So if you consider yourself a “slow runner,” you’ll not only have plenty of company along the race course—you’ll be an official finisher.

Many marathons have much faster cut-off times and you’ll be asked to leave the course if you are still making your way toward the finish line at a slower pace. Plus, you don’t get the glory and confidence boost of actually crossing the finish line and earning your race medal.

Impressive organization

All of the runDisney races are also very well organized: There are starting corrals based on your anticipated average pace or finish time. This means that if you are a new runner and plan to use a run/walk approach, or you want to walk the entire race distance, you will be seeded with participants of similar ability. Similarly, if you are a competitive runner, you can submit a “proof of time“ race result for the Disney half marathon or Disney marathon. Your previous race result will then be used to give you a bib number for a higher starting corral alongside runners who will be maintaining a similar race piece.

The races all have everything you would expect from a top-tier road race such as water stops, clearly marked courses, medical tents along the course and at the finish line, and a free breakfast box with snacks when you finish the race.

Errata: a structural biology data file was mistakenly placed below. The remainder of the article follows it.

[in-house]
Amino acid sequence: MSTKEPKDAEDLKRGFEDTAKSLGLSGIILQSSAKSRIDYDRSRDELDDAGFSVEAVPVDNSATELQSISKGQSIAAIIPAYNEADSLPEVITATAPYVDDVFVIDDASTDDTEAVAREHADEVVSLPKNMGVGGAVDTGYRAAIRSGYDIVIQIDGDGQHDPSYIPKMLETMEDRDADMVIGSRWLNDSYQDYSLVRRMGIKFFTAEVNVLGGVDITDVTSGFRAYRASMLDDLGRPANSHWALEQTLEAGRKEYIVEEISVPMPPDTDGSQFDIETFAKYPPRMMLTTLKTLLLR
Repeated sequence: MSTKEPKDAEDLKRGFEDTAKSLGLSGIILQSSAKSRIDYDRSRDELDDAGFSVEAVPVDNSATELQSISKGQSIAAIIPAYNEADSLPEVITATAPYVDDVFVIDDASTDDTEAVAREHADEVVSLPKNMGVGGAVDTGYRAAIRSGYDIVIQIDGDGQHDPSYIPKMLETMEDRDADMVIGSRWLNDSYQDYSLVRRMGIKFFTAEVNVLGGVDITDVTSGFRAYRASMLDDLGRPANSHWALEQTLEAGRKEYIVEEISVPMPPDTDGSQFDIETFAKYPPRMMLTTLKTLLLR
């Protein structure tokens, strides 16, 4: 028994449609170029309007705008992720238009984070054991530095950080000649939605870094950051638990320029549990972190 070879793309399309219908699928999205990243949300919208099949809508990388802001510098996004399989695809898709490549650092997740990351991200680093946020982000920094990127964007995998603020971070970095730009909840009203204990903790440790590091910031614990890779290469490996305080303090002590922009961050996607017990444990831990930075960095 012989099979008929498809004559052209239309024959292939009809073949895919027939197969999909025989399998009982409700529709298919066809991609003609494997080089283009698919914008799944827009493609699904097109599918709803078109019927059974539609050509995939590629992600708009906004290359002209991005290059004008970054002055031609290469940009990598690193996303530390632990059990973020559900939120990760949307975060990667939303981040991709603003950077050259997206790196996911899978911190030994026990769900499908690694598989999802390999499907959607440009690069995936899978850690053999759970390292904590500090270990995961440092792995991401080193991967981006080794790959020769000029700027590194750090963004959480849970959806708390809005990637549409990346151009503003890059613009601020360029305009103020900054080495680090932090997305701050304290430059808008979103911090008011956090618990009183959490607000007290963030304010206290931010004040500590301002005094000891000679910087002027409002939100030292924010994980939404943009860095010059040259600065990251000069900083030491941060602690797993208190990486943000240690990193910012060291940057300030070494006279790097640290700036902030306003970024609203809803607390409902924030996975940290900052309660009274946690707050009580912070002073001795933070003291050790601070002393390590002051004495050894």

Unfortunately, a tropical storm required last-minute changes to my half-marathon race, shortening the course to only 7.2 miles. The entire runDisney organization pulled off a massive change in the final hours before the race and made it a great experience.

(On that note, another perk of the runDisney races: The swag is awesome! The race medals are huge and feature Disney characters in 3-D that move, plus, you get a long-sleeved technical T-shirt for each Disney race that you run.)

Robust community

The setting and your fellow runners are other special aspects of Disney races. Whether you are doing one of these runDisney races at Disney World or Disneyland theme parks, you get to run through the different parks.